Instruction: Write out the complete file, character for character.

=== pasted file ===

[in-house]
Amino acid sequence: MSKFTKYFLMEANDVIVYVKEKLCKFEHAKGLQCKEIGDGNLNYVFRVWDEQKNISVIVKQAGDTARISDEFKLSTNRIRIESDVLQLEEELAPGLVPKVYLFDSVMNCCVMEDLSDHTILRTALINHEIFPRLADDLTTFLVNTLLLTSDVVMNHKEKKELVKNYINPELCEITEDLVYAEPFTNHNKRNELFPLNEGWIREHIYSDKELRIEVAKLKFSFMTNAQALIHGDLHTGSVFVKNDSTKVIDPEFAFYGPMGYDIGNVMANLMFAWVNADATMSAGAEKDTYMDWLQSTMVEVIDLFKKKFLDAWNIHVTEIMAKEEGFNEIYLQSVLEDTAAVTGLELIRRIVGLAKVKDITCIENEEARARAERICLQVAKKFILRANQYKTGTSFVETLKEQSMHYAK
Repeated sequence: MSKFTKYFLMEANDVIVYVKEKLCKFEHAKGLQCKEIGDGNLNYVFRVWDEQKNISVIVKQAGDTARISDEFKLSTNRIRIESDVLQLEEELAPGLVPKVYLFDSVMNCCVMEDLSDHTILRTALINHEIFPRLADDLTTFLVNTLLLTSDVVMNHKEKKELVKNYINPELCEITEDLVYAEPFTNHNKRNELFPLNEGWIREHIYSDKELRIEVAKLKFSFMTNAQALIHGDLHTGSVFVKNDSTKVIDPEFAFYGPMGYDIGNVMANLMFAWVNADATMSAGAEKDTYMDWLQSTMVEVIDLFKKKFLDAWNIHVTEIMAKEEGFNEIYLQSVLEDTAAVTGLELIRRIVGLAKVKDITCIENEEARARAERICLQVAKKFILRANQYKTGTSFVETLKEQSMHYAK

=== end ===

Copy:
[in-house]
Amino acid sequence: MSKFTKYFLMEANDVIVYVKEKLCKFEHAKGLQCKEIGDGNLNYVFRVWDEQKNISVIVKQAGDTARISDEFKLSTNRIRIESDVLQLEEELAPGLVPKVYLFDSVMNCCVMEDLSDHTILRTALINHEIFPRLADDLTTFLVNTLLLTSDVVMNHKEKKELVKNYINPELCEITEDLVYAEPFTNHNKRNELFPLNEGWIREHIYSDKELRIEVAKLKFSFMTNAQALIHGDLHTGSVFVKNDSTKVIDPEFAFYGPMGYDIGNVMANLMFAWVNADATMSAGAEKDTYMDWLQSTMVEVIDLFKKKFLDAWNIHVTEIMAKEEGFNEIYLQSVLEDTAAVTGLELIRRIVGLAKVKDITCIENEEARARAERICLQVAKKFILRANQYKTGTSFVETLKEQSMHYAK
Repeated sequence: MSKFTKYFLMEANDVIVYVKEKLCKFEHAKGLQCKEIGDGNLNYVFRVWDEQKNISVIVKQAGDTARISDEFKLSTNRIRIESDVLQLEEELAPGLVPKVYLFDSVMNCCVMEDLSDHTILRTALINHEIFPRLADDLTTFLVNTLLLTSDVVMNHKEKKELVKNYINPELCEITEDLVYAEPFTNHNKRNELFPLNEGWIREHIYSDKELRIEVAKLKFSFMTNAQALIHGDLHTGSVFVKNDSTKVIDPEFAFYGPMGYDIGNVMANLMFAWVNADATMSAGAEKDTYMDWLQSTMVEVIDLFKKKFLDAWNIHVTEIMAKEEGFNEIYLQSVLEDTAAVTGLELIRRIVGLAKVKDITCIENEEARARAERICLQVAKKFILRANQYKTGTSFVETLKEQSMHYAK